Here is Frances at full tilt
… some of the most influential people in macroeconomics have spent their lives developing theories and models that have been shown to be at best inadequate and at worst dangerously wrong. Olivier Blanchard’s call for policymakers to set policy in such a way that linear models will still work should be seen for what it is – the desperate cry of an aging economist who discovers that the foundations upon which he has built his career are made of sand. He is far from alone.
Perhaps a little harsh. But Frances has a point here Olivier. It's one that was made sometime ago by my emeritus colleague Axel Leijonhufud who referred to what he called corridor effects. Using Axel’s metaphor, Olivier is simply calling for policy makers to keep the economy in the corridor. And who could disagree with that?
Not Brad DeLong for sure, who is supportive of this position. And Brad has a prescription for what it means...
...as long as you can keep the economy on the upward-sloping rather than the flat part of the LM curve, linear models should be good enough for practical purposes. And the government has mighty fiscal policy and credit policy tools at its disposal that it can use to keep high-quality bonds, even short-term bonds, from going to par.Quite! The key in this paragraph is the call for policy makers to use ‘credit policy tools’ in normal times as an additional component of stabilization policy. What might that involve? In my view, central banks and treasuries must recognize their responsibility to counteract the wild swings in asset markets that are the root cause of financial crises.
Horror! Surely, we should leave the allocation of financial capital to those who know best. The decisions of billions of people, freely contracting in markets, can surely make better choices that a cadre of appointed mandarins who purport to understand the economy better than the markets. Not so. As I argued in the Guardian last year,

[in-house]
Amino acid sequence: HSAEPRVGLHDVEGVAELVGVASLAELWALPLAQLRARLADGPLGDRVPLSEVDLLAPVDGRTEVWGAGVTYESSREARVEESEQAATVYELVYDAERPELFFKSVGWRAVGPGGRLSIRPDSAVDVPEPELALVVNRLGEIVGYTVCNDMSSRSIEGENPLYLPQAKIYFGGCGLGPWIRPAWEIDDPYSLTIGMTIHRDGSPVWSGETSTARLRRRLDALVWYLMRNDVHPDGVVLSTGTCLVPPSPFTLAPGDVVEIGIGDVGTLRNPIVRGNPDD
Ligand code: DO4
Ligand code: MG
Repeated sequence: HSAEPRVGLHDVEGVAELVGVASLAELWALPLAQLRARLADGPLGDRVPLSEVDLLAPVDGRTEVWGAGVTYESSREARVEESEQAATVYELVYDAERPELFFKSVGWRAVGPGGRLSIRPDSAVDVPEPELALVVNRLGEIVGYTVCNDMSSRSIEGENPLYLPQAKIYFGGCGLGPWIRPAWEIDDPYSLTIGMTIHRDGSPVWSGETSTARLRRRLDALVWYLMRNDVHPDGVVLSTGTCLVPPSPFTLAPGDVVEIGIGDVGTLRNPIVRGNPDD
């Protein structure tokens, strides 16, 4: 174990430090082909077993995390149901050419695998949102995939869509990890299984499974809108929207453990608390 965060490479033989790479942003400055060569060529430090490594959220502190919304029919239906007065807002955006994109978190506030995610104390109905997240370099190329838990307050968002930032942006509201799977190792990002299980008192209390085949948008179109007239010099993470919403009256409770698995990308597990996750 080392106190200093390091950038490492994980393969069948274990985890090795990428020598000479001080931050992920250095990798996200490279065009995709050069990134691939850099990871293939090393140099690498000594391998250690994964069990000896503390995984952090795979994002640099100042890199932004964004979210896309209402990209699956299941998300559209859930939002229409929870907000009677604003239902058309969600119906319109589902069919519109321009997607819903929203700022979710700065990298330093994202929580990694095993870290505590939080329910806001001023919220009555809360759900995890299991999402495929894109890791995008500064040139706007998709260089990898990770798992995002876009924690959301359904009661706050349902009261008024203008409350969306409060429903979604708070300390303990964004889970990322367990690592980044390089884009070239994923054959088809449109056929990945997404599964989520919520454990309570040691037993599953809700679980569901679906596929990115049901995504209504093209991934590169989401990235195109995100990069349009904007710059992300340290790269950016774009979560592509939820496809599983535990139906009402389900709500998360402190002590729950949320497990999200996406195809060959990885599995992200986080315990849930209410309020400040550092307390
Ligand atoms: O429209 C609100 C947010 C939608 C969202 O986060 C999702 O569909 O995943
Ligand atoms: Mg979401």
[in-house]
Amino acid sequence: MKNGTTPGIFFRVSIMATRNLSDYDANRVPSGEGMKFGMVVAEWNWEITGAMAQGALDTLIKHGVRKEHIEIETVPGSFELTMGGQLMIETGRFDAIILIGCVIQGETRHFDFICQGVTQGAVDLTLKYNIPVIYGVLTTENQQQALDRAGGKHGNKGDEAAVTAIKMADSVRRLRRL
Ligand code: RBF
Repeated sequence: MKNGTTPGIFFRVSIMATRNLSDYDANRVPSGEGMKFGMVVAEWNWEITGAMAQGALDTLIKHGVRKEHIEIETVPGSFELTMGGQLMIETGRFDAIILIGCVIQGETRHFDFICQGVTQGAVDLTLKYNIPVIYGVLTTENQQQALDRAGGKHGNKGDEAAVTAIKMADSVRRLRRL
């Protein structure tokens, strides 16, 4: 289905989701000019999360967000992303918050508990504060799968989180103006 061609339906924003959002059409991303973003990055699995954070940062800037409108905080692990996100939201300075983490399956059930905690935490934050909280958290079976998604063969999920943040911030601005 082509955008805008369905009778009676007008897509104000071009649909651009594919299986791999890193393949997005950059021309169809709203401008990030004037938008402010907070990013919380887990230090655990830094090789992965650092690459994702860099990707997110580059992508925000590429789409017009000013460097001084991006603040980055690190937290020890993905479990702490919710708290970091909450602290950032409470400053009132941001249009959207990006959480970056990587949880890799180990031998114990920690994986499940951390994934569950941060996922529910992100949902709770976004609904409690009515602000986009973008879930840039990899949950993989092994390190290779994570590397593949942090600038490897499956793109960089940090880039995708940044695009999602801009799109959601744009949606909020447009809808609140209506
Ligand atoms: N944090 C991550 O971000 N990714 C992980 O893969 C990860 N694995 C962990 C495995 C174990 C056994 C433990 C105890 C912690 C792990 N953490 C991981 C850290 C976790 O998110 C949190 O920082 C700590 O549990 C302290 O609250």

The ratio of the stock market price to cyclically adjusted earnings, the PE ratio, is a highly persistent, volatile process. It has been as low as 5 in the 1920s and as high as 45 in the 1990s. When the PE ratio is above its long run average, an investor can profit from selling the market short. When it is below its long run average, a winning strategy is to borrow money and invest it in shares. But although that is sound investment advice in theory, in the real world there is no private investor with a long enough horizon and deep enough pockets to make those trades. As Keynes famously said: "Markets can remain irrational for longer than you can remain solvent."What can possibly go wrong with private markets? Quoting again from my Guardian op Ed,
Economic theory teaches us that free trade in markets leads to efficient allocations. But a precondition of that doctrine is that everyone who is affected by trade is free to participate in the market. That condition does not hold in the context of the financial markets. We cannot buy insurance over the state of the world into which we are born.
The problem of excess financial volatility is one that cannot be solved by any individual; but it can be solved by government. The Treasury has the power to make commitments on behalf of future generations. The FPC, by exercising that power on behalf of the Treasury, can make trades in the financial markets that capitalise on the inefficient boom-bust financial cycles that are the source of so much human misery. In this way, the FPC will at the same time stabilise volatility in the market and promote financial stability.There is a growing awareness that free trade in the financial markets does not lead to Pareto efficient outcomes. And, as we have learned only too painfully; pain on Wall Street leads to pain on Main Street. Monetary policy cannot ensure financial stability and stable prices with only one instrument. We must manage the risk composition of the central bank’s balance sheet as well as its size.